Posted on: January 23, 2024, 12:55h.
Last updated on: January 23, 2024, 12:55h.
The Michigan Gaming Control Board (MGCB) has sent cease-and-desist letters to three online gaming websites operating in the state unlawfully.
State gaming regulators say PredictionStrike Inc., based in Bay Shore, New York, Sweepstakes Limited, based in Limassol, Cyprus, and VGW LuckyLand, Inc., based in San Francisco were each running illegal gaming enterprises in Michigan. The MGCB has ordered each company to immediately stop allowing people inside Michigan to access the unlicensed gaming websites.
Gambling regulations are in place for a reason, and illegal gambling operations are not welcome in Michigan,” said MGCB Executive Director Henry Williams. “We do not want businesses who skirt the law having access to Michigan citizens and leaving them vulnerable because they are playing on unregulated sites that leave them with no recourse, and that siphon funds away from communities because they are not paying taxes like a regulated, legal gambling establishment would.”
Michigan is one of six states that allows online casinos, but platforms must undergo extensive suitability reviews by the MGCB before receiving an iGaming license and being deemed an approved online gaming platform. iGaming firms are required to partner with one of the three commercial casinos in Detroit or with a tribe holding a Class III gaming compact with the state.
FanDuel, for instance, runs online slots and table games through its partnership with Detroit’s MotorCity Casino. DraftKings runs iGaming through its partnership with the Bay Mills Indian Community, which owns and operates its namesake Bay Mills Resort & Casino and Kings Club Casino in Chippewa County.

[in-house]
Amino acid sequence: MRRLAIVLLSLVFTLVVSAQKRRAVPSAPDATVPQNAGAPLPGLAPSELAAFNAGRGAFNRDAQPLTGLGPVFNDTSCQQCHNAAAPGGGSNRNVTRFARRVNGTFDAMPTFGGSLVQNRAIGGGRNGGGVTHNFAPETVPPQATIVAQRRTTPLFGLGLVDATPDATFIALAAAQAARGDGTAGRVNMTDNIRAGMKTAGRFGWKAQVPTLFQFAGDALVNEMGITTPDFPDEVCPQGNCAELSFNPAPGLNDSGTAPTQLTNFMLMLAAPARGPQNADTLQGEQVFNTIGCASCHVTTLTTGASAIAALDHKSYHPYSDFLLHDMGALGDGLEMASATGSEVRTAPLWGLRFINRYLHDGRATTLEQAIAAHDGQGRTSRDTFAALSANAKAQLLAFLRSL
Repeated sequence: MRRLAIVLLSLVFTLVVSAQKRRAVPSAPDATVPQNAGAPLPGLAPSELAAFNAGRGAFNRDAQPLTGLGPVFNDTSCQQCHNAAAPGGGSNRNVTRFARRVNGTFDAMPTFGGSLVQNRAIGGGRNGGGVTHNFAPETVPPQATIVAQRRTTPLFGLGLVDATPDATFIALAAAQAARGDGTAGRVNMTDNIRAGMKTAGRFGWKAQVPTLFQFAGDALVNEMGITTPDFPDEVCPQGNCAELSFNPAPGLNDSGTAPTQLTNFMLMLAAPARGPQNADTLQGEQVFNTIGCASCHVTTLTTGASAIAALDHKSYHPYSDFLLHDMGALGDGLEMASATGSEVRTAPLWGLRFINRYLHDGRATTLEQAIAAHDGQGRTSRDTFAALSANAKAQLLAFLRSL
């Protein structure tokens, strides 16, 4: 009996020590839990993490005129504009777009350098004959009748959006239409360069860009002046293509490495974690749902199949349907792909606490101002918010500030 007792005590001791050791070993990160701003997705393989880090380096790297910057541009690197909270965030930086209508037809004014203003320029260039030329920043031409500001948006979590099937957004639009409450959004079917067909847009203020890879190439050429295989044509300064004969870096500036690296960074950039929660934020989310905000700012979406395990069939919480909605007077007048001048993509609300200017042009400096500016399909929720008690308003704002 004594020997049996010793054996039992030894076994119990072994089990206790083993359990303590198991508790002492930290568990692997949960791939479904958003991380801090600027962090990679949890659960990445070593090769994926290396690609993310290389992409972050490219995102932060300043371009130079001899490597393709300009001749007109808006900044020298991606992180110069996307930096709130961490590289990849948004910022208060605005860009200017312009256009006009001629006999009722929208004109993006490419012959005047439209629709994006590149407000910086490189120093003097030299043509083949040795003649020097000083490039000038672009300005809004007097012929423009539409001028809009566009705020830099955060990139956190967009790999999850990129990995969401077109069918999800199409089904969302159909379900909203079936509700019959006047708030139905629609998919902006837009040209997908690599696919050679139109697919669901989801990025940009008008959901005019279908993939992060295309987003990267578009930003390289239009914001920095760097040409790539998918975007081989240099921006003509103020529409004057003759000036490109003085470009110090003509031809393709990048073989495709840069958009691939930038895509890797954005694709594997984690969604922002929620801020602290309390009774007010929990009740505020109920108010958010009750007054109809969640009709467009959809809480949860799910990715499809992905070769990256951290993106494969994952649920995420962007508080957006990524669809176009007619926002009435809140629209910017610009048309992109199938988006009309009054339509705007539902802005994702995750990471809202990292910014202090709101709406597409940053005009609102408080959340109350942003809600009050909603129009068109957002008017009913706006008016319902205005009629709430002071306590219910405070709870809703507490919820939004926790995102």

Illegal Gaming Websites
Michigan gaming regulators were recently tipped off about the unlicensed websites doing business unlawfully.
An MGCB investigation determined that PredictionStrike offered internet casino gambling and sports betting without holding applicable licenses. The state agency found VGW to be operating illegal internet gambling games.
The Board concluded that Sweepstakes Limited operated as Stake.us and ran unlicensed online lottery and raffle games. Stake bills itself as a social casino, a claim disputed by the MGCB. Stake pays Canadian rapper Drake to market its online gaming business.
Michigan legalized online casino gaming for its commercial and tribal casinos in 2019. The Lawful Internet Gaming Act says only casinos “that are currently licensed under the Michigan Gaming Control and Revenue Act and federally authorized tribal casinos within Michigan” can apply for internet gaming and sports betting licenses.
Michigan provides prosecutors with considerable penalties to levy against those who violate the state’s gaming laws. A person found guilty of operating an unlicensed gambling operation faces felony charges and penalties including up to 10 years in prison and fines up to $100,000.
Unlawful iGaming Remains Problem
The American Gaming Association says more states should legalize online gaming to protect consumers who want to play from home and to rid out bad actors and offshore gaming websites that continue to target US players. The casino lobby has called on the US Justice Department to better enforce the country’s laws that prohibit overseas companies from allowing players in the US to gamble on their websites.
“These bad actors prey on vulnerable customers, offer no consumer protections, do not ensure integrity or fair play, and generate no economic benefit for states or tribal nations,” said AGA CEO Bill Miller.